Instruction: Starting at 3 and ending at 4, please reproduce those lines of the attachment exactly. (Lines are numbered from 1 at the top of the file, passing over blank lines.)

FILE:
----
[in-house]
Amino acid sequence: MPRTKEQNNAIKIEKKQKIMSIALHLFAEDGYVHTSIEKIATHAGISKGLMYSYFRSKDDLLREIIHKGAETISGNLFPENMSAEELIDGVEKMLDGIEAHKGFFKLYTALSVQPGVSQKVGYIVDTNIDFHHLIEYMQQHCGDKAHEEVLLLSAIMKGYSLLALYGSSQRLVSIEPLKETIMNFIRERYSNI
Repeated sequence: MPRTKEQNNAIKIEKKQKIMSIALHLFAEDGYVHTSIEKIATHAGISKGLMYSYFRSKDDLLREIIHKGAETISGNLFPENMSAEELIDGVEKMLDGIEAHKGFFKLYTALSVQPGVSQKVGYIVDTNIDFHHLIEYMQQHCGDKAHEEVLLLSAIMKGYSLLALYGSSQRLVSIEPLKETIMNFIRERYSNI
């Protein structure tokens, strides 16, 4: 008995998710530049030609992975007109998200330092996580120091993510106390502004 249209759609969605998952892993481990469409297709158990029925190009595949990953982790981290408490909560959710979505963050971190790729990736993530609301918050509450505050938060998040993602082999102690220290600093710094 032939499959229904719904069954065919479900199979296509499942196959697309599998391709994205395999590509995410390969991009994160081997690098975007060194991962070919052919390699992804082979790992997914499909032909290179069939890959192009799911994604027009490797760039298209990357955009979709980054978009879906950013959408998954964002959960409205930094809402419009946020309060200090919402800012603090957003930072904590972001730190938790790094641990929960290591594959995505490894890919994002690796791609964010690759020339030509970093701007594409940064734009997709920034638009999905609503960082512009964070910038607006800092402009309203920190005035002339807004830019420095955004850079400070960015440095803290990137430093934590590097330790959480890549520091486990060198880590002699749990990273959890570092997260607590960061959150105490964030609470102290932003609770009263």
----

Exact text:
Repeated sequence: MPRTKEQNNAIKIEKKQKIMSIALHLFAEDGYVHTSIEKIATHAGISKGLMYSYFRSKDDLLREIIHKGAETISGNLFPENMSAEELIDGVEKMLDGIEAHKGFFKLYTALSVQPGVSQKVGYIVDTNIDFHHLIEYMQQHCGDKAHEEVLLLSAIMKGYSLLALYGSSQRLVSIEPLKETIMNFIRERYSNI
């Protein structure tokens, strides 16, 4: 008995998710530049030609992975007109998200330092996580120091993510106390502004 249209759609969605998952892993481990469409297709158990029925190009595949990953982790981290408490909560959710979505963050971190790729990736993530609301918050509450505050938060998040993602082999102690220290600093710094 032939499959229904719904069954065919479900199979296509499942196959697309599998391709994205395999590509995410390969991009994160081997690098975007060194991962070919052919390699992804082979790992997914499909032909290179069939890959192009799911994604027009490797760039298209990357955009979709980054978009879906950013959408998954964002959960409205930094809402419009946020309060200090919402800012603090957003930072904590972001730190938790790094641990929960290591594959995505490894890919994002690796791609964010690759020339030509970093701007594409940064734009997709920034638009999905609503960082512009964070910038607006800092402009309203920190005035002339807004830019420095955004850079400070960015440095803290990137430093934590590097330790959480890549520091486990060198880590002699749990990273959890570092997260607590960061959150105490964030609470102290932003609770009263």